Wednesday 24 July 2019

A bloody nose for John Company.

Paul came over yesterday afternoon for a game. Given the promised heat I decided we’d fight something along the banks of the River Sutlej during the 1st Anglo-Sikh War.

The scenario was based loosely on an engagement after the battle of Ferozshah in December 1845, when a British column marched across the front of an emplaced Sikh army at the village of Budowhal. In reality the Sikhs failed to intervene significantly and apart from some long range artillery fire and harassment by irregulars of the rearguard and stragglers the British were unscathed. But a more aggressive stance by the Sikh commander (who in this case was not involved in any treachery with the British or Palace Politics) would have proven very difficult for the British.

In this game the British had to get down the entire length of the table (almost 14 feet of it) and although there were significantly more British and HEIC troops involved than in the original battle to make a game of it the Sikhs were permitted to try and cut them off, assuming they could get their troops moving of course.

Paul sort of gravitated towards the Sikhs so I took the gallant lads of the Queen’s regiments and those of John Company.

The British on the march. The Sikhs are to their left. In turn 1 my very first command roll resulted in my cavalry blundering, with half of it exiting the table! Not a good start!
The Sikh army. (Part of it anyway)
The village of Budowhal with heavy artillery positioned on its flanks.
Bengal Horse Artillery quick into action against the mass of irregular horsemen  milling about in the distance.

The 12th Bengal Irregular Cavalry attack and drive off two batteries of Zambureks at the far end of the table  on the Sikh extreme left.
More BHA in action against the Sikh centre. It was an unequal fight against two large batteries of heavier guns.
Akalis catch a battalion of Bengal Native Infantry on the hop!
While Sikh matchlock men pour into the dried up riverbed.
The Akali fail to break the BNI immediately but force them back. The BNI can take no more and they break at the end of the next round of combat.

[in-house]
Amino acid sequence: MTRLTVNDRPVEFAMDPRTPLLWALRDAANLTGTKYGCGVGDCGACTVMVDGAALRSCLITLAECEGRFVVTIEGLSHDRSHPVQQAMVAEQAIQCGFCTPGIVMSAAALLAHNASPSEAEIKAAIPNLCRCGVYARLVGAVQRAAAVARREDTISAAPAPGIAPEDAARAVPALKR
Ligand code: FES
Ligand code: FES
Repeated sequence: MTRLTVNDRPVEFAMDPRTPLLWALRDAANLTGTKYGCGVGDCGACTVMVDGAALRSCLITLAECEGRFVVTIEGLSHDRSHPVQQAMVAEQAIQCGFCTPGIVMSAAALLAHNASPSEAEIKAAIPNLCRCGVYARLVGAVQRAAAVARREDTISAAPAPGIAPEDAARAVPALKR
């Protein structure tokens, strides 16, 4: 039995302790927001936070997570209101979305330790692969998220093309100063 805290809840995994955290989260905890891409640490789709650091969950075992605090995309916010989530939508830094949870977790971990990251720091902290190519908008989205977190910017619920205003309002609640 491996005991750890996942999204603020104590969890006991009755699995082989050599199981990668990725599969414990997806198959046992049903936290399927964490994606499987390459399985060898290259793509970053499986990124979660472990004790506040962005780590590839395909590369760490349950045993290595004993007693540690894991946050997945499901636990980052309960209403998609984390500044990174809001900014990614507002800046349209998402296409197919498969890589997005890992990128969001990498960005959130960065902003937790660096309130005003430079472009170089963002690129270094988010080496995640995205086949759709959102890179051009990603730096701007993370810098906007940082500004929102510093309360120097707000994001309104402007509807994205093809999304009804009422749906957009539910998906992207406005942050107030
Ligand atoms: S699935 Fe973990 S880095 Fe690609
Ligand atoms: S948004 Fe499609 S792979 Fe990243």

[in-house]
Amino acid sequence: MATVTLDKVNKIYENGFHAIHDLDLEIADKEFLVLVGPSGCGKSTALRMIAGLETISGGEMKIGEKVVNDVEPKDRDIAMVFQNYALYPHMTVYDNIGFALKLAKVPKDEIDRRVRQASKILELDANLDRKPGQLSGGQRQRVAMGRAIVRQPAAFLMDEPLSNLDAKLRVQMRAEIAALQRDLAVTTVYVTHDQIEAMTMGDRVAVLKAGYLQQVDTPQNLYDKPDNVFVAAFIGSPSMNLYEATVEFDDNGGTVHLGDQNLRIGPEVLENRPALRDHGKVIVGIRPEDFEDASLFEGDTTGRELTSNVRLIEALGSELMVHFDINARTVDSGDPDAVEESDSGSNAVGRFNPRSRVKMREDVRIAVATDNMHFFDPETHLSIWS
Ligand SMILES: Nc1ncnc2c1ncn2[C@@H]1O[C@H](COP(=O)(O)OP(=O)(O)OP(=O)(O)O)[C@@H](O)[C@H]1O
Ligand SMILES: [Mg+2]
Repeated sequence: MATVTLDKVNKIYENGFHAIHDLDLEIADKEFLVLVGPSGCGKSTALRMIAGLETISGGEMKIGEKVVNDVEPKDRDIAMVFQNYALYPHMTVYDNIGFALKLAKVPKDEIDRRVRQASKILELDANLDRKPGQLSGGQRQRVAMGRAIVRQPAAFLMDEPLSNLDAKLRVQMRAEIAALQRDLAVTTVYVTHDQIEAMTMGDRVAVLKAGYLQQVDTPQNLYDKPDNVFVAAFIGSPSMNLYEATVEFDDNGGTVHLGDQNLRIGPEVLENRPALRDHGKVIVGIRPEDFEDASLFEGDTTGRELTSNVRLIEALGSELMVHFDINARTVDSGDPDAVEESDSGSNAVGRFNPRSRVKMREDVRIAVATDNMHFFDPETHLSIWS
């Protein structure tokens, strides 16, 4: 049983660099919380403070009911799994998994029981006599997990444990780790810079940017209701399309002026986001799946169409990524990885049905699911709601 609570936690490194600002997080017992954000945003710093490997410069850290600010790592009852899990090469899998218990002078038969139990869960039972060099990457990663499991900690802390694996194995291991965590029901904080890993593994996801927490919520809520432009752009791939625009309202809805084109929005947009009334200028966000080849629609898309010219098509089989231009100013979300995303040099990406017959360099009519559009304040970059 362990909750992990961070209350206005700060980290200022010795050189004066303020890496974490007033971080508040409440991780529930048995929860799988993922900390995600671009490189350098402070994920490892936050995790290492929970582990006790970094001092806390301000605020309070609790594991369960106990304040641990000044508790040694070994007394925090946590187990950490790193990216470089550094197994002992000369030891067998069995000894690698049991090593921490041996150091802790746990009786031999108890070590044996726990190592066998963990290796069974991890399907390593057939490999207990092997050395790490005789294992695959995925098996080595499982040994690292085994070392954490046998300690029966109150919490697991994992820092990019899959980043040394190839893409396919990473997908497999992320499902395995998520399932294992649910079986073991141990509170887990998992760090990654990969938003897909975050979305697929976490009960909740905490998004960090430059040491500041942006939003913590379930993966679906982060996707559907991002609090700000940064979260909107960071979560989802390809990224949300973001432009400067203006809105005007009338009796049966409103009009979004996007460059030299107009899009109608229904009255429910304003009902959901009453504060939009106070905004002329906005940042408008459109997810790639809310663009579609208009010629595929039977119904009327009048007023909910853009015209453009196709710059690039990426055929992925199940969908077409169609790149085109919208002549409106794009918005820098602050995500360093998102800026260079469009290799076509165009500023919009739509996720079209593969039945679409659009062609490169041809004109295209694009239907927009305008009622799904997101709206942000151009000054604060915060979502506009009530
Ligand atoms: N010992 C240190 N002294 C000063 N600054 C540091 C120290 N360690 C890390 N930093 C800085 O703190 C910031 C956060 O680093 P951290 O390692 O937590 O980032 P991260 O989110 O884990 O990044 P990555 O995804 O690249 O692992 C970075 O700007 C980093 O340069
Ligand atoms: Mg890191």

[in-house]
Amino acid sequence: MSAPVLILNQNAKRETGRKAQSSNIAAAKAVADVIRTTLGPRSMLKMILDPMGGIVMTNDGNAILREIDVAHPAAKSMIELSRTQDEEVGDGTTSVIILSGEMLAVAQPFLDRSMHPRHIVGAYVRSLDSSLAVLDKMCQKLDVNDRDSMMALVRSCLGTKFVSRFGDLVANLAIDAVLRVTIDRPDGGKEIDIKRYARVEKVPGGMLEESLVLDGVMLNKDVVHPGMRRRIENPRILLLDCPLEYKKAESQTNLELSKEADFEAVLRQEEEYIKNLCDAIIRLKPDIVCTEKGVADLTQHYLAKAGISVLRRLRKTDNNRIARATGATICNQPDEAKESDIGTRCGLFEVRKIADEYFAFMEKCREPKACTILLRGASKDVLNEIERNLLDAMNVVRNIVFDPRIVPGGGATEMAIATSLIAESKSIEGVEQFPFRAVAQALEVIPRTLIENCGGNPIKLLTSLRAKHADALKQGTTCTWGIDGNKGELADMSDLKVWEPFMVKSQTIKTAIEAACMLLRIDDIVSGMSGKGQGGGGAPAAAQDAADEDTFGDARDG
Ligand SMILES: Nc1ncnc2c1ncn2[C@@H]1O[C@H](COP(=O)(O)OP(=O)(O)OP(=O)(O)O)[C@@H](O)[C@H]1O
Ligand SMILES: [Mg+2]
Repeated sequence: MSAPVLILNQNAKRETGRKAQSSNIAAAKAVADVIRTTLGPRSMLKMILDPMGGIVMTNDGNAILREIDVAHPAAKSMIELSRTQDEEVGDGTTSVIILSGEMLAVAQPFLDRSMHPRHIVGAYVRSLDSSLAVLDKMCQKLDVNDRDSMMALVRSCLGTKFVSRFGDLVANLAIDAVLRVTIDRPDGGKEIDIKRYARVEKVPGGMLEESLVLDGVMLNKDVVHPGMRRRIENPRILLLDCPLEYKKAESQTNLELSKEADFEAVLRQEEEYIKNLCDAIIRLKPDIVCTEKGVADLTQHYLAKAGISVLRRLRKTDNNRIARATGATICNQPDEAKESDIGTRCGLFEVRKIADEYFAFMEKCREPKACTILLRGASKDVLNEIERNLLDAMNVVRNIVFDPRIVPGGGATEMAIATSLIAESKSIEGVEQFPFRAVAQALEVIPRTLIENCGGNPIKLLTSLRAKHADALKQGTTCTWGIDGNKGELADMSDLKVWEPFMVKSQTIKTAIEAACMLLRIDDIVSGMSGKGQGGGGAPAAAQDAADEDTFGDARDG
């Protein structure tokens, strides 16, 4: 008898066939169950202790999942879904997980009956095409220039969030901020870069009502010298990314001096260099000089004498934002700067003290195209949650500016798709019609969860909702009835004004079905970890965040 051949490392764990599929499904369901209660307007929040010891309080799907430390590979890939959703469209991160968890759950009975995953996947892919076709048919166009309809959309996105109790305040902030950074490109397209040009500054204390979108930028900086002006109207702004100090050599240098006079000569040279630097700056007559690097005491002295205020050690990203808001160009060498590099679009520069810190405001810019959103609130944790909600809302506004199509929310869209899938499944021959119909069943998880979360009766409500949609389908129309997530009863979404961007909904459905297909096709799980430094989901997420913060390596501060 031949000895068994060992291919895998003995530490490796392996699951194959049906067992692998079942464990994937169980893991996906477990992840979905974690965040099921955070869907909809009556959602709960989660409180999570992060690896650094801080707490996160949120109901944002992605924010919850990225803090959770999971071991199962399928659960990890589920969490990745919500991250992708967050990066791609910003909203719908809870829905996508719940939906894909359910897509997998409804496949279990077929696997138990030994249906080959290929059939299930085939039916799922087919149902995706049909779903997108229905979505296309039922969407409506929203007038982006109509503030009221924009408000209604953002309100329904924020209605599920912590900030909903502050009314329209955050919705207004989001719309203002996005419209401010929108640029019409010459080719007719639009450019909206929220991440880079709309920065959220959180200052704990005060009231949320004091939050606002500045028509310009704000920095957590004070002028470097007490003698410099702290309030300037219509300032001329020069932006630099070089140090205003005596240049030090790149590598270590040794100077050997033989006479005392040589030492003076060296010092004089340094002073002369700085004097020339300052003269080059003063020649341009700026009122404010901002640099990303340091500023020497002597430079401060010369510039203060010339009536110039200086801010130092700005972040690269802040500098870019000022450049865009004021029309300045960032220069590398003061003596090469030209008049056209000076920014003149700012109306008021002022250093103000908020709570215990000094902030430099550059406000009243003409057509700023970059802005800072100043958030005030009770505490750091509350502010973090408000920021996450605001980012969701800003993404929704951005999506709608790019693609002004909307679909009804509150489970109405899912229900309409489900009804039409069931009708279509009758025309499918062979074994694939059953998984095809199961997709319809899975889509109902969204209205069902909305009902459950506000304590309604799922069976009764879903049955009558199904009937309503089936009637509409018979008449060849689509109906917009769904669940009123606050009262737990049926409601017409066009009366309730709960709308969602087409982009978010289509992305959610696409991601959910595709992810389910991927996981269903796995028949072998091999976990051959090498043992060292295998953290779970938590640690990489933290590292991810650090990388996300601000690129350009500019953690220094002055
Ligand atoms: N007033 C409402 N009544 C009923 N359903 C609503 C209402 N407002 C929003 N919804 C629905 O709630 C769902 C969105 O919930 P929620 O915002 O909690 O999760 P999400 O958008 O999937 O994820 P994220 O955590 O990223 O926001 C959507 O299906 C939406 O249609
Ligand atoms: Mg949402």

Two Queen's regiments advance against the irregulars.
On the left HM 16th Lancers, supported by Bengal Light and Irregular Cavalry charge the mass of Sikh irregular horsemen. In previous games the European cavalry had gone through the Sikhs like the proverbial knife through butter but not this time, as they were bounced!
In the centre, what was left of it, the native infantry were crumbling and the one European battalion was under heavy artillery fire. Added to that, a large mob of Akali was roaming around in my rear.
The Khalsa sense victory.
Skinner's horse fail to stop the Sikh irregular horse and are pushed back.
The British rearguard finally made it onto the table, in just enough time to cover my retreat.
The cavalry brigade on my far right was now dangerously exposed but in a good position to damage the Sikhs if they were to get too close!
In the village the locals just get on with their lives as usual.
With three brigades broken (two of infantry and one of cavalry) it was all up for the British.
The emboldened Sikh irregulars surge forward.
So, the British had failed to march off the table and would have to make other arrangements. Several native battalions had broken as had one European one (The Bengal Fusiliers). My cavalry and artillery had performed badly and the Sikhs had, for a change, managed get their troops moving in the right direction. The Sikhs would never be able to follow up their victory so the British would extricate their army to fight another day, which is what will happen on Saturday.

1 comment:

  1. Wargames set in the Jewel in the Crown always strike a chord with me, such stirring sights and tales of daring do!